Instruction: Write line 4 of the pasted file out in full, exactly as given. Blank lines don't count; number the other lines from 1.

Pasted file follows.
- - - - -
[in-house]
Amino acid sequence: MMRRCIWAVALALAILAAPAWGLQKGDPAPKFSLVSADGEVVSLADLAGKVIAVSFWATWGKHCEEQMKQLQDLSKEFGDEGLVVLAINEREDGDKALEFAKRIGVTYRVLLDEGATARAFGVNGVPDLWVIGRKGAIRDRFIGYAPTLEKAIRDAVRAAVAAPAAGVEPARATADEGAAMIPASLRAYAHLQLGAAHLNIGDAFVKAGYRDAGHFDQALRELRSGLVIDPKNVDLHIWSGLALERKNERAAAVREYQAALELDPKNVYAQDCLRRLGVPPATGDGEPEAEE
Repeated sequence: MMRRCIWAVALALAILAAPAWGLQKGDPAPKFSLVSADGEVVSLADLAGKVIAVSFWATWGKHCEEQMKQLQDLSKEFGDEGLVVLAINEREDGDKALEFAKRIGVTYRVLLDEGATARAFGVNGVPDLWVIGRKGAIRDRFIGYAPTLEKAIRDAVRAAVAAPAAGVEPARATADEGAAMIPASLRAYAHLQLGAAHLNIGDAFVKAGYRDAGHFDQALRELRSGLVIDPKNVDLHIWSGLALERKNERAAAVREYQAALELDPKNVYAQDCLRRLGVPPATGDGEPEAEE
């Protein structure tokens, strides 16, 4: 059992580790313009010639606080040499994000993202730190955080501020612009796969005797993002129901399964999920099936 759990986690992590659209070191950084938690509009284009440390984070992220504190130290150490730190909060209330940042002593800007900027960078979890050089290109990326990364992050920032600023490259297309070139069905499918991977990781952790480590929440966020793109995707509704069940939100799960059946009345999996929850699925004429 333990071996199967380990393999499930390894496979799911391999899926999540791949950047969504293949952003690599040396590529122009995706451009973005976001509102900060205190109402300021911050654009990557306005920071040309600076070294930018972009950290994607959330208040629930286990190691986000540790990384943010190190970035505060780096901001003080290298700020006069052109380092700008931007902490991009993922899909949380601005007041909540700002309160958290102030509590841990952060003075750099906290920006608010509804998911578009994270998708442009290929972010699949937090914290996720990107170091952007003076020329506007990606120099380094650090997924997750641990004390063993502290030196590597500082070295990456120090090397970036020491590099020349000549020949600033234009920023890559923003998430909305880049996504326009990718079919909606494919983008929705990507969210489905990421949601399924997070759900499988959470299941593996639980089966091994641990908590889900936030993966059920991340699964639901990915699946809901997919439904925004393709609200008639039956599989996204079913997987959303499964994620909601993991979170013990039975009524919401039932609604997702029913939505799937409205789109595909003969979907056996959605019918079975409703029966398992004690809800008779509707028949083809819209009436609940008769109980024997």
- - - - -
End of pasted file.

């Protein structure tokens, strides 16, 4: 059992580790313009010639606080040499994000993202730190955080501020612009796969005797993002129901399964999920099936 759990986690992590659209070191950084938690509009284009440390984070992220504190130290150490730190909060209330940042002593800007900027960078979890050089290109990326990364992050920032600023490259297309070139069905499918991977990781952790480590929440966020793109995707509704069940939100799960059946009345999996929850699925004429 333990071996199967380990393999499930390894496979799911391999899926999540791949950047969504293949952003690599040396590529122009995706451009973005976001509102900060205190109402300021911050654009990557306005920071040309600076070294930018972009950290994607959330208040629930286990190691986000540790990384943010190190970035505060780096901001003080290298700020006069052109380092700008931007902490991009993922899909949380601005007041909540700002309160958290102030509590841990952060003075750099906290920006608010509804998911578009994270998708442009290929972010699949937090914290996720990107170091952007003076020329506007990606120099380094650090997924997750641990004390063993502290030196590597500082070295990456120090090397970036020491590099020349000549020949600033234009920023890559923003998430909305880049996504326009990718079919909606494919983008929705990507969210489905990421949601399924997070759900499988959470299941593996639980089966091994641990908590889900936030993966059920991340699964639901990915699946809901997919439904925004393709609200008639039956599989996204079913997987959303499964994620909601993991979170013990039975009524919401039932609604997702029913939505799937409205789109595909003969979907056996959605019918079975409703029966398992004690809800008779509707028949083809819209009436609940008769109980024997």